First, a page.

There's Amanda Baggs, of course, autism/neurodiversity/anti-oppression blogger extraordinaire; she and Michelle Dawson were the first online writers I ever read, and if anybody can be said to have inspired me to do online writing, it's probably those two.
There's also Amanda Marcotte, whom I love for combining feminist blogging with atheism, skepticism and Bad-Science debunking; Amanda W. of Three Rivers Fog, whom I mostly read on FWD/Forward; Amanda Hess, who writes The Sexist; and now, most recently, I find Amanda Forest Vivian, an autistic American college student living in England, who wrote this amazing post* about an ABA school she interned at over a summer, where the staff were directed to try to stop students from stimming, or from being weird in the most harmless of ways:
...I started out thinking: wow, ABA is so cool. I've heard negative things about it from other Not Really Autistic people, but who am I to talk about what these Really Autistic kids need? They can't even talk. They might bite themselves or something. What the hell do I know about that?While I am not categorically anti-ABA --- I think it can be a valuable teaching tool, since it breaks down complicated tasks and skills into discrete, simple components --- that post (like this older post of Chaoticidealism's) does a great job of showing how some uses of ABA (yes, even without aversives) can be cruel and harmful.
And then I met Danny and the other kids in his class. High-functioning kids. Verbal kids.
Tony, who had been nonverbal a few years before, was incredibly hardworking and sweet. When he went into the school director's office and turned out the lights as a joke, I laughed, but she said, "Tony. Look at my face. How do you think that made me feel?" She stood there looking grim until he apologized.
James was stressed out and upset; one of his teachers leaned towards him, staring
fiercely into his eyes, talking with cold, strained-sounding words, the kind of voice I called "static" when I was a kid. James looked scaredly back at her, wriggling his hands around in his lap. "James," she said. "I know you're upset. But what you're doing with your hands looks silly." This boy, all the tension in him being channeled into something harmless, something she had to look under the table to see. His tension was silly. His discomfort was an inconvenience. He was eight or nine years old.
And Danny with his words. ...
Danny just liked words. When he was using his special words, the weird words he scrounged for or made up himself, he would find himself jerkily hopping across the room, speaking in a squeaky voice, his small face tense with excitement. "Presentation" was a weird word for movie, "document" was a way to talk about the letter he had typed on the computer for his parents. "I went to the barber," he said when I commented on his newly short hair, and then, with a rush of joy, "but I like to call it the hair shop!"
I like words, too. It was hard to watch Danny's teachers nudge him, sit down with him, say, "Danny, the word 'presentation' is a little weird; you need to say 'movie'." It was hard to watch the way they looked at him, pointedly, until he stilled his hopping and lowered his voice to a more standard pitch. When Danny found out my middle name is Wood, he completely tripped out on it, hammering pretend nails into my stomach and giggling, "I'm gonna build something out of you!" "Danny," a teacher said, "Don't be weird. You and Amanda were talking about names."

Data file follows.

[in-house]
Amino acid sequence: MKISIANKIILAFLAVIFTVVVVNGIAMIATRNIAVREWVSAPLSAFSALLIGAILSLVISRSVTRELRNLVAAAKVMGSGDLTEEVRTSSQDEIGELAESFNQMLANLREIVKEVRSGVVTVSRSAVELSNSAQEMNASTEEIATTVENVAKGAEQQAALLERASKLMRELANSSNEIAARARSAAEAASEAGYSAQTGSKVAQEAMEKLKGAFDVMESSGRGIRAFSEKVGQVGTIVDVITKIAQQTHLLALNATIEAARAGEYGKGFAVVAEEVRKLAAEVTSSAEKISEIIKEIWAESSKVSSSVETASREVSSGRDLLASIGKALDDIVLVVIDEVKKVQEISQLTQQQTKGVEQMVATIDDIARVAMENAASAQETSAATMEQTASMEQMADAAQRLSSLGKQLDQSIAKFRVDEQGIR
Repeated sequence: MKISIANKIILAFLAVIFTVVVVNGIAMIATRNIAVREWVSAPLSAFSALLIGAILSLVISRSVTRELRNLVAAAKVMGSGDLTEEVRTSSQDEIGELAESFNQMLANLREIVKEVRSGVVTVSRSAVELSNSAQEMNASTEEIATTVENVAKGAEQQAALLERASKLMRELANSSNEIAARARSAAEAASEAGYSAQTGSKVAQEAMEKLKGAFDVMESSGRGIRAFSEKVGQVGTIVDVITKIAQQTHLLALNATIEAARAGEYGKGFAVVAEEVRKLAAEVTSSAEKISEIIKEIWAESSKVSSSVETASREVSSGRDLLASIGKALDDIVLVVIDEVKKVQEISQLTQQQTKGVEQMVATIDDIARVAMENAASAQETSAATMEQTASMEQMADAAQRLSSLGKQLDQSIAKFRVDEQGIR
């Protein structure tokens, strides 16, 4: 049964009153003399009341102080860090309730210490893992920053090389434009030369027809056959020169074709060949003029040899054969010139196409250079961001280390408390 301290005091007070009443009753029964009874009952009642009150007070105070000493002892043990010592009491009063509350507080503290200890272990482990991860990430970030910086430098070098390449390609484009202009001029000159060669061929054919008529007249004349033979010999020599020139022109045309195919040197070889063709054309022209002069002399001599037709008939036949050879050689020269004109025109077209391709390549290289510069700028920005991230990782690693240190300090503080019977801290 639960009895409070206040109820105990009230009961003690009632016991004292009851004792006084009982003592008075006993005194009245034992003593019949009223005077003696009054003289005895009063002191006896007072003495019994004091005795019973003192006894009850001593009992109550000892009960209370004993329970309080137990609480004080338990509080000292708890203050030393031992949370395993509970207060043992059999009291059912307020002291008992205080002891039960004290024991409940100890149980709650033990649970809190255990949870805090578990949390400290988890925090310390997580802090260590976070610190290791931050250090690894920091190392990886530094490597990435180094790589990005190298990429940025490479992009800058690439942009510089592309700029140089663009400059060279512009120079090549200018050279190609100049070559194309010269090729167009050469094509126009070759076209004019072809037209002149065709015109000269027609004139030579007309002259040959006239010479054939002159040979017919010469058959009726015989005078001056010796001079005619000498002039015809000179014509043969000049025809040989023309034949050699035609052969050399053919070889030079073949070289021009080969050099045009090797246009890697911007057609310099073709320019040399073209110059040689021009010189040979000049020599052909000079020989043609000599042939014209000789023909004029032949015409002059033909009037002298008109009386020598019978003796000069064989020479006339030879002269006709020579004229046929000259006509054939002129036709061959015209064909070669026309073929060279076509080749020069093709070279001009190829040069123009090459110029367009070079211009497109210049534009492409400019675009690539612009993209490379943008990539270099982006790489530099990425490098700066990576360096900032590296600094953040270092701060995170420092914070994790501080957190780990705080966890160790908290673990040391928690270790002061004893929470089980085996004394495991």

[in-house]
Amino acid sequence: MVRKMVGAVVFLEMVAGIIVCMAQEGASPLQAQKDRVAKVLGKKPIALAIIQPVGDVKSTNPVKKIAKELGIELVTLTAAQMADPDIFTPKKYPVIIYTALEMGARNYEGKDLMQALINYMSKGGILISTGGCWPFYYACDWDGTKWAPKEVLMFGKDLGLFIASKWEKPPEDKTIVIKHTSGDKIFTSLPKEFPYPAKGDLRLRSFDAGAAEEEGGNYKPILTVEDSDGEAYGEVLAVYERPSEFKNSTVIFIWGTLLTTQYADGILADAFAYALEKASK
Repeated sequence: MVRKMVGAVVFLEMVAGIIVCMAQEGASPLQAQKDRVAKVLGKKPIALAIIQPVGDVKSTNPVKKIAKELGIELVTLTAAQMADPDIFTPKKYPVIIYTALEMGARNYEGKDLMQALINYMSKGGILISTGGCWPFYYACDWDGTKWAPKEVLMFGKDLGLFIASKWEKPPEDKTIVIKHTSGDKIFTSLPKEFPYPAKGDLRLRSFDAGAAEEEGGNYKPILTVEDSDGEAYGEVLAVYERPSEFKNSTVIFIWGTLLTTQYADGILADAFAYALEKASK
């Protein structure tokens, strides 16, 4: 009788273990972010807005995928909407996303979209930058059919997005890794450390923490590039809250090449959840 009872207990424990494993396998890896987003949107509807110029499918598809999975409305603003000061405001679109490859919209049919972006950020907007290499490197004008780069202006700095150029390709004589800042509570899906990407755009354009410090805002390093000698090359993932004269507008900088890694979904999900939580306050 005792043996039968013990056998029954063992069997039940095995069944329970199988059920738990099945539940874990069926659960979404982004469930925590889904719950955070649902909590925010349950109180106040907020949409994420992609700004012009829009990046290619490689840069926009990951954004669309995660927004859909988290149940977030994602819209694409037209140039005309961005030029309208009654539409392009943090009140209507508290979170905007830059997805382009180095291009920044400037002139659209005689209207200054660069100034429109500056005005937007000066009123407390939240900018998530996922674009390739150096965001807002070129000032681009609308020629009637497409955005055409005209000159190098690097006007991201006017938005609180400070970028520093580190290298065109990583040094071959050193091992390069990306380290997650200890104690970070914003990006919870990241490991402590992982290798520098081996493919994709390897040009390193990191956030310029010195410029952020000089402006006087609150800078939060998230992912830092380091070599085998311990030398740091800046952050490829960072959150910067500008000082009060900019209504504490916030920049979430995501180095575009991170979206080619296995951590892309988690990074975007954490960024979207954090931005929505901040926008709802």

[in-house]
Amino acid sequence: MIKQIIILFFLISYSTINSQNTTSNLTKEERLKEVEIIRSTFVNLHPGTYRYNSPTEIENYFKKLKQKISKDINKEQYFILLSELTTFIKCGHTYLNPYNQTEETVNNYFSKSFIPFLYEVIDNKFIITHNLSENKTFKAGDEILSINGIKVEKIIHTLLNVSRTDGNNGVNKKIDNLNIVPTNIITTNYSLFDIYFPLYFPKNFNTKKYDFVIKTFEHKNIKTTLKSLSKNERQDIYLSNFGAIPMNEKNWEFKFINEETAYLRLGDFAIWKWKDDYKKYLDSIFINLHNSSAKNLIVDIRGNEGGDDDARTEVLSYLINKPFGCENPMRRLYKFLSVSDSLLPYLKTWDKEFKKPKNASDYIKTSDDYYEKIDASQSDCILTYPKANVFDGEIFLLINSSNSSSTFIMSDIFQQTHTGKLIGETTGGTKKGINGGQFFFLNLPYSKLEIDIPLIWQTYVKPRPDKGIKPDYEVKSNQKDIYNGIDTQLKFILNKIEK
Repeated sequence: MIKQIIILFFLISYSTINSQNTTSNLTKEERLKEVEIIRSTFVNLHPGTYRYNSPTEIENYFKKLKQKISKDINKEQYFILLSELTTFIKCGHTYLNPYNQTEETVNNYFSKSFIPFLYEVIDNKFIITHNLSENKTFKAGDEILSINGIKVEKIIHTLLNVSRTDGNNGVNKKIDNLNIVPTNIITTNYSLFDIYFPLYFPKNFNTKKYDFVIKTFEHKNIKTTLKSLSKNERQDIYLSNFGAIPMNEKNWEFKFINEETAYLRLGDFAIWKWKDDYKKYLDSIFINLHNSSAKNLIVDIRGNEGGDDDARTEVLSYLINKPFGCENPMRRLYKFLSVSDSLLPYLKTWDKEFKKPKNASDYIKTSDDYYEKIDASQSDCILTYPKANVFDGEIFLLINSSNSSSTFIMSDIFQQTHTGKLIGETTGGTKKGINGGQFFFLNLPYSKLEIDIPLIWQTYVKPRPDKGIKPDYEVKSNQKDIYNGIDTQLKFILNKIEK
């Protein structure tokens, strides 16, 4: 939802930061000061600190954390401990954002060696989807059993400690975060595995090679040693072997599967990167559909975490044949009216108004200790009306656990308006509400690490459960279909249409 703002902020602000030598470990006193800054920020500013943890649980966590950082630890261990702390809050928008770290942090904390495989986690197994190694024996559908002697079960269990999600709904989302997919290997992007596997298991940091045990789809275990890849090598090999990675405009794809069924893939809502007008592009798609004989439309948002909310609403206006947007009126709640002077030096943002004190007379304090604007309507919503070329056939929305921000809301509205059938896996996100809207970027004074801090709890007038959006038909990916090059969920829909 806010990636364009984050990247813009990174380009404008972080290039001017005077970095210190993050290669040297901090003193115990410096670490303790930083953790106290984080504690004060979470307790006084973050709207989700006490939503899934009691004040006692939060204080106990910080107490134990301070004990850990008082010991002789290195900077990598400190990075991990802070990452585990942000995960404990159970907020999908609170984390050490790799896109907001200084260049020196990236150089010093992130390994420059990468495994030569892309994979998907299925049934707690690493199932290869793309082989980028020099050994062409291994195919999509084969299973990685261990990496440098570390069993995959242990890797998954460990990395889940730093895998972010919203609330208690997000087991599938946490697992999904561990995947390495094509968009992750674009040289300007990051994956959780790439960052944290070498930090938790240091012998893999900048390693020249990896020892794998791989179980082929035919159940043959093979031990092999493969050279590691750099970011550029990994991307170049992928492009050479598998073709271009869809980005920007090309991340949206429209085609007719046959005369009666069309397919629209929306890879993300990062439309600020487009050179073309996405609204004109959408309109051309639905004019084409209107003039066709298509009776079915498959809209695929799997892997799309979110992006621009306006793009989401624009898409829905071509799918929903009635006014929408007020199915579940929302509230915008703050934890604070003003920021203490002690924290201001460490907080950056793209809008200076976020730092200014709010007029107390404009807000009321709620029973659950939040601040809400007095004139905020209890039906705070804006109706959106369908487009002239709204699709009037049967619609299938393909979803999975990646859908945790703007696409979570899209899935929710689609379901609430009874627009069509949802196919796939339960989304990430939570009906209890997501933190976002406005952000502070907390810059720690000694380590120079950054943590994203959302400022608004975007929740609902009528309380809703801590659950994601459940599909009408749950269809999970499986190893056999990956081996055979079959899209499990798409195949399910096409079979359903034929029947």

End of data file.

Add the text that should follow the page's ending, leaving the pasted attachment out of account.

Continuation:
So from specific to general, from Danny to James and Tony, to Max and John. John's teacher made him walk, in stiff, clean steps, and if he started doing anything that looked like skipping or jumping, she grabbed his arm, said "No," forced him again and again. Max liked to move his arm in circles while he was watching TV, so he was hauled off into an office, pushed down into a chair, had mouthwash forced into his mouth until he cried. They told me they were narrowing it down, he was moving less and less. Max and John didn't talk. James and Tony didn't talk as well as I do. But I move too much, and I move wrong, especially when I was a kid, and in that school I saw what they do to kids who move wrong.
In a Pedantic Linguistic Aside to this earlier post, I explain why I hate the common use of "learning" or "education" to describe methods that are essentially authoritarian in nature:
While the mental and behavioral adaptations people make to survive in a prison/institution environment ... might be called "learning," in the Skinnerian sense of that word, they also tend to sabotage a person's capacity for any other kind of learning. You get really good at surviving that hostile environment, but the price you pay is that you lose those parts of yourself that don't help you do that.I think this also happens to kids in really intensive ABA programs. You lose initiative; you become afraid to try something before you've been told how to do it, because you're used to the teacher/therapist/whomever criticizing your attempts, telling you "No, that's wrong" whenever you do something that differs even a little bit from the response they're looking for.
So, I think that, since there is a significant cost to the kid who undergoes such training (in time if nothing else --- how're you supposed to have a childhood if you're in therapy for forty hours a week?), parents considering an ABA-based school or camp or other structured activity should ask themselves what their kid is likely to get out of it. Will they master important motor, executive, social, emotional or coping skills they've been having trouble picking up on their own? Will those skills help them become more independent (or, if you raise a skeptical eyebrow at the "independence" ideal, more productively interdependent)? Will your kid actually get something out of it that ze can use, or are you just hoping to make hir look more normal?
*Thank you, Sarah, for linking that post; I wouldn't have found it otherwise!